Corsi: Dan Brown opened the genre of spiritual mysteries and even naming it The Shroud Codex piggy-backed on The Da Vinci Code but our approaches are very, very different.  I am a believer; I am Catholic.  I was born Catholic; I will die Catholic.  But I didn’t make the novel preachy; it is a mystery.  There are characters in the novel that are skeptics and remain so at the end of the book.

Armstrong: You’ve managed to interweave into the book all the scientific arguments about the Shroud’s validity from the pollen counts to the latest on quantum physics.  I know you plan to see the Shroud this month.  What is the one aspect of the scientific evidence that causes you to believe that the Shroud is truly the burial cloth of Christ?

Corsi: I am trained in the scientific method.  I write about complex scientific things and so the piece that is the most convincing for me is that the image resides on top of microns-thin layers of the fabric.  No explanation on how a medieval artist could have created that.  That is the most puzzling for me.


And so it has to be of supernatural origin, from the resurrection.  Personally I don’t see how the Shroud could have been created by human hands.  I have read as much of the literature as I can, too.  If it was a painting, then in the fire (of 1532) when water was used to put it out, certainly you would have seen the paint colors distorted on the Shroud.  The image was not affected and if it was painted it should have been washed away.

Armstrong: You saw the Shroud in 1999 so why are going back?

Corsi: I’m compelled to go back. It is in my soul. I went into the Church to see it three times and stayed there as long as I could. I prayed over it and meditated. It had an emotional impact on me then and I want to experience that again.

I really want to mediate on the crucifixion, the scourge marks, the crown of thorns and the solemnity of the face and the acceptance.  The noble nature of that face is just overwhelming. It has an emotional, spiritual impact when you see that suffering and meditate on the Shroud.  My faith is not dependent upon the Shroud, but it is an object that does deepen my faith.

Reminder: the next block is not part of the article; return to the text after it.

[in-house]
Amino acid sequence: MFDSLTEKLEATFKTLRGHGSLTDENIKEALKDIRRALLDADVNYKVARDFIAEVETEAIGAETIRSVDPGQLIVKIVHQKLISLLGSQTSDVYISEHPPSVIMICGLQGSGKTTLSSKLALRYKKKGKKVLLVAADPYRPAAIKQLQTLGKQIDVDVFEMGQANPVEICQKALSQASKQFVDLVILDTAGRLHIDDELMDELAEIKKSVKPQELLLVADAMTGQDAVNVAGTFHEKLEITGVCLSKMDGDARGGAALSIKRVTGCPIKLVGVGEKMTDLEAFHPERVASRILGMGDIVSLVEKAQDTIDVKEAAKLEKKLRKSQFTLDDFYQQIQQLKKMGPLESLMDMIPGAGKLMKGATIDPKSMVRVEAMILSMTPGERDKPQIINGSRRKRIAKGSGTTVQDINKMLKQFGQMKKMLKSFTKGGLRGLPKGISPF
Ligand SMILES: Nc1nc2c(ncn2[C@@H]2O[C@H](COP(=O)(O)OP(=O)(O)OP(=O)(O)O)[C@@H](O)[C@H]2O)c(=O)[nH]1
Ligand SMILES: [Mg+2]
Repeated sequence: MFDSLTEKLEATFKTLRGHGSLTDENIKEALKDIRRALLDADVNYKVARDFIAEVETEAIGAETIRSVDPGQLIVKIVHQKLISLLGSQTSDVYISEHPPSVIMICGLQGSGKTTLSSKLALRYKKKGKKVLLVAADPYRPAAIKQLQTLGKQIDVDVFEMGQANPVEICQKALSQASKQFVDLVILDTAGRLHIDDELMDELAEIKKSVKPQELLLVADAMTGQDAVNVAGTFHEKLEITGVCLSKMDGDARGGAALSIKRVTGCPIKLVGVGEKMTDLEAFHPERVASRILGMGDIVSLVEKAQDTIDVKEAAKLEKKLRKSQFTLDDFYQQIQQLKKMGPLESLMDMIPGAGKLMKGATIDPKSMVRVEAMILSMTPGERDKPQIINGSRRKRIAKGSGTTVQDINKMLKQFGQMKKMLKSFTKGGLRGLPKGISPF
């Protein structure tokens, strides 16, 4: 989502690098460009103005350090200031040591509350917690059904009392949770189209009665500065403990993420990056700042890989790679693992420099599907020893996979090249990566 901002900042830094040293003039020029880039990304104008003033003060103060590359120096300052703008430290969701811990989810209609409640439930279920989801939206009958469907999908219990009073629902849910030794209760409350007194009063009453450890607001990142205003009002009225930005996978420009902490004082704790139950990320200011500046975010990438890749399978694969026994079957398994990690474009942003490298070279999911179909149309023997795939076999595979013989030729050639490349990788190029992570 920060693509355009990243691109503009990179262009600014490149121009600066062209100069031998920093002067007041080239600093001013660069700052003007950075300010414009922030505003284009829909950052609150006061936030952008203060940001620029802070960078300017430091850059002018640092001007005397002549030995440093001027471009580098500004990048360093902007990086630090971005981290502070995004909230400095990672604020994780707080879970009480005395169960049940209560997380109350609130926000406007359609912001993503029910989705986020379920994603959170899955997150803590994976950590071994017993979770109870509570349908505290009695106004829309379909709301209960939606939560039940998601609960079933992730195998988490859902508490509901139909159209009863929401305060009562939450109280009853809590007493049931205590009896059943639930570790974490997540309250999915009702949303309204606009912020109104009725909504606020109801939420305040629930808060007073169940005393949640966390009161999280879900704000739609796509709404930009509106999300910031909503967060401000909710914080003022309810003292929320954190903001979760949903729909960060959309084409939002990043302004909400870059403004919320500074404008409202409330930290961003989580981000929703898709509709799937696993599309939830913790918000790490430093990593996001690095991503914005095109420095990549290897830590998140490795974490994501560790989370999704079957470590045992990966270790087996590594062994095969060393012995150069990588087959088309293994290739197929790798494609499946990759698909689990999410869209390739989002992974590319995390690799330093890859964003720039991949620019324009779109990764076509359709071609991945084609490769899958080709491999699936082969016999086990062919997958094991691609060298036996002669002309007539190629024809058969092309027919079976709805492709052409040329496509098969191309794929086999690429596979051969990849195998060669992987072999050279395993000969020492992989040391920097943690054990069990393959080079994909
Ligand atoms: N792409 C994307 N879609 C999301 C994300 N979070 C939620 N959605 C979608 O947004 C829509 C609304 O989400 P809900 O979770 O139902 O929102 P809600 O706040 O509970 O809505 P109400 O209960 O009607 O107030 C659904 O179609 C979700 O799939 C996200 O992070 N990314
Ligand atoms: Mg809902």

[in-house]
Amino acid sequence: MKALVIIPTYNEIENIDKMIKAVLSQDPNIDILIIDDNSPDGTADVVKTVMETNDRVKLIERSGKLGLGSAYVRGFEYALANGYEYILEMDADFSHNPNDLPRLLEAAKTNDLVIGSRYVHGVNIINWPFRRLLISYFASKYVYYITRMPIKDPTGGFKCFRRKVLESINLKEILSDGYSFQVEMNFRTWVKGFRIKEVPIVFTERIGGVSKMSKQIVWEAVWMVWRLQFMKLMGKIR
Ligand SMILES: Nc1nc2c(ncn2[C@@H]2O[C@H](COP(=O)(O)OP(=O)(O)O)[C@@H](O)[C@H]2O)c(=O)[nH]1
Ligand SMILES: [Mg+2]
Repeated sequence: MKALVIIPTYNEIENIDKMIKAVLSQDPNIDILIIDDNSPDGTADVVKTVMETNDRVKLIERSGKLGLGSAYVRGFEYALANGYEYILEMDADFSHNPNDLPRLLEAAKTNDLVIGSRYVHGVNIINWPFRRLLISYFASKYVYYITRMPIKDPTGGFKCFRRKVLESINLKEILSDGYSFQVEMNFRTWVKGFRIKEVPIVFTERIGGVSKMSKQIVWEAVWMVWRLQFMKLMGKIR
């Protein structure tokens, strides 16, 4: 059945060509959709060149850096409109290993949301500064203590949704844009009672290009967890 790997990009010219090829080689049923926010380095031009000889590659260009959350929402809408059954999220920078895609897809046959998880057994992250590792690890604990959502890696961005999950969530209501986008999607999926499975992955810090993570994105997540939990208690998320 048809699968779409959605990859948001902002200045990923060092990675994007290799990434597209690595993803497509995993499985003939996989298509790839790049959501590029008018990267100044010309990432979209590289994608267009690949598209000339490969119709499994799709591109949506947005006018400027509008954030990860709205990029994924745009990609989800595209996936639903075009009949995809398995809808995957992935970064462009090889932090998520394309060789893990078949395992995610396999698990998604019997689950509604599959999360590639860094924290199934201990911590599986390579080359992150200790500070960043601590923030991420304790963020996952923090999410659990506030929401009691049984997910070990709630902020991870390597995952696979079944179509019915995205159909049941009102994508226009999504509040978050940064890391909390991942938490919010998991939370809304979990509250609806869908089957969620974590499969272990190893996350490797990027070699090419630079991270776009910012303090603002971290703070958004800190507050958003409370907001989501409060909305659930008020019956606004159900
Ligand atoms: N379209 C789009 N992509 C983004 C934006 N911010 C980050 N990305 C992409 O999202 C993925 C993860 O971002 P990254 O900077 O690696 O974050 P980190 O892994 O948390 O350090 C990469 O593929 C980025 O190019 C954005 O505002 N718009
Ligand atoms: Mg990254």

Our Trip to Turin begins April 20th

Like Dr. Corsi, the Pope and two million other pilgrims, on April 20, I will take our newly-confirmed daughter Teresa and two of her friends on a journey to see the Shroud.  If you too feel compelled to make this pilgrimage to Turin in person, there is still time to find a relatively inexpensive airline ticket (bookings to Italy increase in price starting in June) and obtain a 15-minute viewing opportunity to see the Shroud in Turin (at no cost) from the official website www.Sindone.org.

I have been interested in the Shroud of Turin for many years and have developed a PowerPoint presentation that I give to audiences.  It is surprising how little most people know about this fascinating religious object.  Even though we don’t need to believe in the validity of the Shroud to be a good Catholic, the Church considers it to be an important relic, worthy of veneration.  It can help us to understand more fully what Jesus did for us through his suffering and death.

Even among the skeptics, there is no explanation as to how the image of Christ was imprinted on the Shroud.  Catholics believe that Christ rose from the dead, appeared to many hundreds of his disciples and ascended into Heaven.  But when those first disciples entered the empty tomb and saw those linen cloths lying inside “and believed”, could it have been the imprint on the Shroud that helped them overcome their initial unbelief?

As I travel to Rome and Turin and points in between, I will be posting reports and photos to the readers of Catholic Exchange.  Please pray for me and my three fellow pilgrims along the way, as I will pray for you.

Dr. Corsi’s book is available from Simon & Schuster/Threshold Editions $26.00. For excellent websites about the Shroud of Turin see:



Co-author of "Amazing Grace for Fathers", website at RaisingCatholicKids.com